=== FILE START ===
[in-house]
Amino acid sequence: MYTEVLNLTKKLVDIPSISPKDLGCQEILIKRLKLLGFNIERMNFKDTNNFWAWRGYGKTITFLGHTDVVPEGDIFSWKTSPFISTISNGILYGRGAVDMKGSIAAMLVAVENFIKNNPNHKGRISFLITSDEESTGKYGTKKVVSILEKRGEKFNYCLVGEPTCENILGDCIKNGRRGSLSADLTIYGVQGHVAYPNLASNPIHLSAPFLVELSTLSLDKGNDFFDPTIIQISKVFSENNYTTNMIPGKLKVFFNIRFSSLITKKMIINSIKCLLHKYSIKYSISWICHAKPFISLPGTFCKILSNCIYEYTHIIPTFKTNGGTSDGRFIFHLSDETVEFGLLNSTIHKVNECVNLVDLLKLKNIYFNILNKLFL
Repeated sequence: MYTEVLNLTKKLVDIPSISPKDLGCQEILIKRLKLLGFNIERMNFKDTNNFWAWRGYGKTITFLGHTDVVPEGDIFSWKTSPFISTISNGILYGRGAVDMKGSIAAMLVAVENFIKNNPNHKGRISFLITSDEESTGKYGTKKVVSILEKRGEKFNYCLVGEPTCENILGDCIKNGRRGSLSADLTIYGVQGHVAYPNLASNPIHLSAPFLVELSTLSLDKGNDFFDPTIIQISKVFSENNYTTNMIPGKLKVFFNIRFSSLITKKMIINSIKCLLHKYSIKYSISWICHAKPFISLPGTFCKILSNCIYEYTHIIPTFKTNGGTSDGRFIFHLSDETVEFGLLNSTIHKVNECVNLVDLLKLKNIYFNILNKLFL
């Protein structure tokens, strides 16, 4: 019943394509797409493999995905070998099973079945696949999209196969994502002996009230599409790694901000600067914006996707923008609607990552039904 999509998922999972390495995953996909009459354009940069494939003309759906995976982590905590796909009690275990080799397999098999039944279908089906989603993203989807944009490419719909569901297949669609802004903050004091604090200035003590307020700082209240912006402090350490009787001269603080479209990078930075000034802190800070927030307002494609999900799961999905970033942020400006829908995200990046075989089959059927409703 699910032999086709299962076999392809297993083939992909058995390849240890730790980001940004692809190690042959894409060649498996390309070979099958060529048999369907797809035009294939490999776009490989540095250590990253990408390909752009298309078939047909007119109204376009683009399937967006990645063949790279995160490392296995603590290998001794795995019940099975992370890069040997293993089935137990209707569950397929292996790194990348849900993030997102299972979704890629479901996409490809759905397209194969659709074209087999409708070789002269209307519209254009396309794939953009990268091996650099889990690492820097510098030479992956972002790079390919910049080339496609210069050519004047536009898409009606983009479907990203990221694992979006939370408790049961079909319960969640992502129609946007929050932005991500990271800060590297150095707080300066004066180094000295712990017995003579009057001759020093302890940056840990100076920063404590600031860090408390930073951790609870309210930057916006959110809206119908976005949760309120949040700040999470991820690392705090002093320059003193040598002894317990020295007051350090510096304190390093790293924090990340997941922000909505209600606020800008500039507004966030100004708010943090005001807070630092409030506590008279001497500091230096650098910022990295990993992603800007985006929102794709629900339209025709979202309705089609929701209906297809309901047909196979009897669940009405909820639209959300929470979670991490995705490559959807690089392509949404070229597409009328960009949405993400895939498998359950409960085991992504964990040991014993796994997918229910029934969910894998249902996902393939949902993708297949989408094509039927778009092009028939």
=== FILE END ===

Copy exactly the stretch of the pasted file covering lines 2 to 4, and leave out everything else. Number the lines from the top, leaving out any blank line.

Amino acid sequence: MYTEVLNLTKKLVDIPSISPKDLGCQEILIKRLKLLGFNIERMNFKDTNNFWAWRGYGKTITFLGHTDVVPEGDIFSWKTSPFISTISNGILYGRGAVDMKGSIAAMLVAVENFIKNNPNHKGRISFLITSDEESTGKYGTKKVVSILEKRGEKFNYCLVGEPTCENILGDCIKNGRRGSLSADLTIYGVQGHVAYPNLASNPIHLSAPFLVELSTLSLDKGNDFFDPTIIQISKVFSENNYTTNMIPGKLKVFFNIRFSSLITKKMIINSIKCLLHKYSIKYSISWICHAKPFISLPGTFCKILSNCIYEYTHIIPTFKTNGGTSDGRFIFHLSDETVEFGLLNSTIHKVNECVNLVDLLKLKNIYFNILNKLFL
Repeated sequence: MYTEVLNLTKKLVDIPSISPKDLGCQEILIKRLKLLGFNIERMNFKDTNNFWAWRGYGKTITFLGHTDVVPEGDIFSWKTSPFISTISNGILYGRGAVDMKGSIAAMLVAVENFIKNNPNHKGRISFLITSDEESTGKYGTKKVVSILEKRGEKFNYCLVGEPTCENILGDCIKNGRRGSLSADLTIYGVQGHVAYPNLASNPIHLSAPFLVELSTLSLDKGNDFFDPTIIQISKVFSENNYTTNMIPGKLKVFFNIRFSSLITKKMIINSIKCLLHKYSIKYSISWICHAKPFISLPGTFCKILSNCIYEYTHIIPTFKTNGGTSDGRFIFHLSDETVEFGLLNSTIHKVNECVNLVDLLKLKNIYFNILNKLFL
């Protein structure tokens, strides 16, 4: 019943394509797409493999995905070998099973079945696949999209196969994502002996009230599409790694901000600067914006996707923008609607990552039904 999509998922999972390495995953996909009459354009940069494939003309759906995976982590905590796909009690275990080799397999098999039944279908089906989603993203989807944009490419719909569901297949669609802004903050004091604090200035003590307020700082209240912006402090350490009787001269603080479209990078930075000034802190800070927030307002494609999900799961999905970033942020400006829908995200990046075989089959059927409703 699910032999086709299962076999392809297993083939992909058995390849240890730790980001940004692809190690042959894409060649498996390309070979099958060529048999369907797809035009294939490999776009490989540095250590990253990408390909752009298309078939047909007119109204376009683009399937967006990645063949790279995160490392296995603590290998001794795995019940099975992370890069040997293993089935137990209707569950397929292996790194990348849900993030997102299972979704890629479901996409490809759905397209194969659709074209087999409708070789002269209307519209254009396309794939953009990268091996650099889990690492820097510098030479992956972002790079390919910049080339496609210069050519004047536009898409009606983009479907990203990221694992979006939370408790049961079909319960969640992502129609946007929050932005991500990271800060590297150095707080300066004066180094000295712990017995003579009057001759020093302890940056840990100076920063404590600031860090408390930073951790609870309210930057916006959110809206119908976005949760309120949040700040999470991820690392705090002093320059003193040598002894317990020295007051350090510096304190390093790293924090990340997941922000909505209600606020800008500039507004966030100004708010943090005001807070630092409030506590008279001497500091230096650098910022990295990993992603800007985006929102794709629900339209025709979202309705089609929701209906297809309901047909196979009897669940009405909820639209959300929470979670991490995705490559959807690089392509949404070229597409009328960009949405993400895939498998359950409960085991992504964990040991014993796994997918229910029934969910894998249902996902393939949902993708297949989408094509039927778009092009028939």